Thank you for your patience. In the meantime, please travel around the blogroll on the right over there and spread some love around.

Posted by Mamamontezz at 06:41 PM | Comments (5)

January 02, 2005

Cocktails, anyone?

Eric! Dearest, although I do enjoy the Boones Farm Blue Hawaiian, my drink of preference is Stoli Vanilla, kept in the freezer, in a cold rocks glass, no ice.

If I can't get that, Bacardi Gold, served the same way. But the Holy Grail of Beverages for Mama? Crown Royal, cold, no ice.

Posted by Mamamontezz at 07:26 PM | Comments (9)


...you just have to throw caution to the wind and step right off the precipice. Sometimes life is a huge gamble, with horrible risks. You find yourself at the table, with your cards in your hand, and the only way to see the other person's hand it to throw in your chips and call.

It's hard to call sometimes. You look at those chips, all hard won and more precious than gold, and wonder if you're doing the right thing. Call on the wrong hand, you've lost it all. Call on the right hand, and sometimes you still lose, just not at that moment.

My chips are on the table, the cards are in my hand. I call.

Posted by Mamamontezz at 06:03 PM | Comments (9)

Prizes! Winners! Losers!

Jim, the intrepid Joisey Blogger who braved the wilds of Helen, GA for Blogtoberfest, has posted his picks for the best and worst of 2004. For the most part, I agree with him.

Posted by Mamamontezz at 03:48 PM | Comments (0)

Red Hats?

If I ever go out and buy a purple dress and a red hat, someone please do an intervention. Be cruel to be kind. Take me into the back yard, pour gasoline on them, and make me strike the match.

This whole thing bunch of cackling hens is just one more reason why I prefer the company of men and independent women to most other women. Sure, you can accuse bloggers of "group think" but damn, what else can you call women who apparently are so unsure of their own fashion sense that they feel the need to dress in a freaking "Uniform" for crying out loud.

Give me my jeans and clogs any day. And if I feel the need to wear a hat, I'll wear a boonie.

Update: Seems we have located a photo of the Jacksonville, FL chapter in their Sunday Finest. Too many Mimosas or Bloody Marys at brunch, it looks to me. Who knew they wore purple undies with their purple dresses? Hope their elderly, pussy-whipped husbands have their clothes.

Posted by Mamamontezz at 02:55 PM | Comments (9)

Decisions, decisions...

Do I go to Dallas in March to meet the Lone Star State's Texas Bloggers, or do I go to Jekyl Island in April for the Spring Jawja Blogfest? It's a difficult decision.

I can drive to either place in about 15 hours (including the obligatory coffee and coffee-release stops) so we're talking an overnight roadtrip either way. And I'd have help, because the Spousal Unit wants to come along and can split the driving.

I believe that I could find lodging in either place, but who sleeps at these things anyway? Hell, I can sleep in the car if I have to, in the small time between periods of drunken debauchery and periods of shit-shooting. Like I said, who sleeps at these things?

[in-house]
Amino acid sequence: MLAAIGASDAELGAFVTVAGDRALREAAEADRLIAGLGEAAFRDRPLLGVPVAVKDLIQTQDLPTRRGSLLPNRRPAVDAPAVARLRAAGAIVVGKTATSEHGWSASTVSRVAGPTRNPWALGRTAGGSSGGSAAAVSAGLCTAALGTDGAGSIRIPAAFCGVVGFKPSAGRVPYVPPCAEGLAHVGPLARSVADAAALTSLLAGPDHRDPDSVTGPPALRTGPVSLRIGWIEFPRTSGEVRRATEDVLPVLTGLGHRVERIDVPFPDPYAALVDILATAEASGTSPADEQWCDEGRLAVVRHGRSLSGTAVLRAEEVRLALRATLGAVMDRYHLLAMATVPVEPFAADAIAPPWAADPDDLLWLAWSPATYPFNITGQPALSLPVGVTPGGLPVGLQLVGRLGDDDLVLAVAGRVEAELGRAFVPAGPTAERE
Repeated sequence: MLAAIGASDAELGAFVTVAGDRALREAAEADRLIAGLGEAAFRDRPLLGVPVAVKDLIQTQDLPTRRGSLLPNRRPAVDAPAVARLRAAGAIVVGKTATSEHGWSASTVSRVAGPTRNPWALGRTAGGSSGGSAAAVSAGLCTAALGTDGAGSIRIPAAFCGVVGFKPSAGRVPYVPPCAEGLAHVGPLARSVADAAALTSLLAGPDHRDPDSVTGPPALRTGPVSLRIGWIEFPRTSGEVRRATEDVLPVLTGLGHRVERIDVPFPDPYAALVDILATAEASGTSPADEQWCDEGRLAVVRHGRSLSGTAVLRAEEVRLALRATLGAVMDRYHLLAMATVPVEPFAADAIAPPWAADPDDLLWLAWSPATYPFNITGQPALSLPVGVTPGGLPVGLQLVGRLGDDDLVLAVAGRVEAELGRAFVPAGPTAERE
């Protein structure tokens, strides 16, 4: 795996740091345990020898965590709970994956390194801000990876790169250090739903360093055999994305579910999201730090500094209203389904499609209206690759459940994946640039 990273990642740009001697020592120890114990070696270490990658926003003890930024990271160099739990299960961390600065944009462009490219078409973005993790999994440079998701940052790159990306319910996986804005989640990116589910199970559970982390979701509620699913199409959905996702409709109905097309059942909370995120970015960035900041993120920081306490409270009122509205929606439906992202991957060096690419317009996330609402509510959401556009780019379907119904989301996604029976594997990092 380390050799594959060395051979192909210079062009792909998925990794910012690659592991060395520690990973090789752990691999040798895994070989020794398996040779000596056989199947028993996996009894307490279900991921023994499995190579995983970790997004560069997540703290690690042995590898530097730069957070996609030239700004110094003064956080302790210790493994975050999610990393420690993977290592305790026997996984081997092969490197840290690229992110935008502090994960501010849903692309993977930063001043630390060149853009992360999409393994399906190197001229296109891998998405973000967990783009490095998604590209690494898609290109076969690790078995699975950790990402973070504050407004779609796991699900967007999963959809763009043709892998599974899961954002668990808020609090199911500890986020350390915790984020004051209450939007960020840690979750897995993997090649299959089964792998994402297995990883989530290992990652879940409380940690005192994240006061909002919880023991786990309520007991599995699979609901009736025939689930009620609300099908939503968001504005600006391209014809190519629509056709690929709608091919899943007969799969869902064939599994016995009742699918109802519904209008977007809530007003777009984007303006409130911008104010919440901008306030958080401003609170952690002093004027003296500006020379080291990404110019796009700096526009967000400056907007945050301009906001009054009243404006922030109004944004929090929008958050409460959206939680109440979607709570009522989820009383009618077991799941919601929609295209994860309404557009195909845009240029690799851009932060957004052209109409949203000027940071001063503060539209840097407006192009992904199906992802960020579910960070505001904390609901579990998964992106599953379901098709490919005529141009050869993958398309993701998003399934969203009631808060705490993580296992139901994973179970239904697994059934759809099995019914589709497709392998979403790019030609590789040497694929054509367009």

With an average range of about 300 miles per tank of gas, I can do either trip with 6 fill-ups, so the cost is a lot less than flying. Round trips to either place come out to just over $250 per person. I can buy enough gas for both of us for what one airline ticket costs.

The 1986 Toyota pick-up would make it easily, and all it needs is brakes and a new back tire. And the old 1984 Tempo would make it too, and all it needs is an exhaust pipe. Okay, it needs a whole new exhaust system. I believe the 1984 Grand Prix would make it, but Spousal Unit isn't so sure.

I can do one, I can't do both. It's a quandry. The devils bloggers I know, or the devils bloggers I don't know? I'll have to give this a lot of thought. Truth to the matter is, I won't be going to either one. There just isn't any way under the current circumstances, but it sure is nice to think about.

Posted by Mamamontezz at 01:54 PM | Comments (2)

January 01, 2005


Well, seems just about everyone is putting up resolutions. It is the day for it, afterall. I'm afraid some of my resolutions would anger some people and hurt others, so I'll refrain from posting them. This does not, by any stretch of the imagination, mean that I have not made the aforementioned resolutions, merely that they are not for public consumption...yet.

There are a few I will share with you, however. Pretty mundane stuff, mind you, but it is New Years Day, and it's kind of some unwritten rule in these parts.

1. I will work harder. If I need to get a second job, something part time in the mornings, I will do it. Even a half shift after I leave the Real Job™ at 10:30 would be do-able. Anything, at this point, is better than the way I am living now.

2. I will not be such a soft-hearted idiot. It's one thing to be kind and do for others, but not do instead of others... You know what I mean?

3. Anna will be the focus of my life, not me. She deserves what I can give her, not the other way around.

4. No more whining and bitching on my blog. I'm not a bitter person, and I'm not going to let the blog become a rage-ridden, egomaniacal cesspool of constant, self-pitying bullshit. You want a bitter, rage-ridden, egomaniacal cesspool, I can draw you a map, but it isn't here.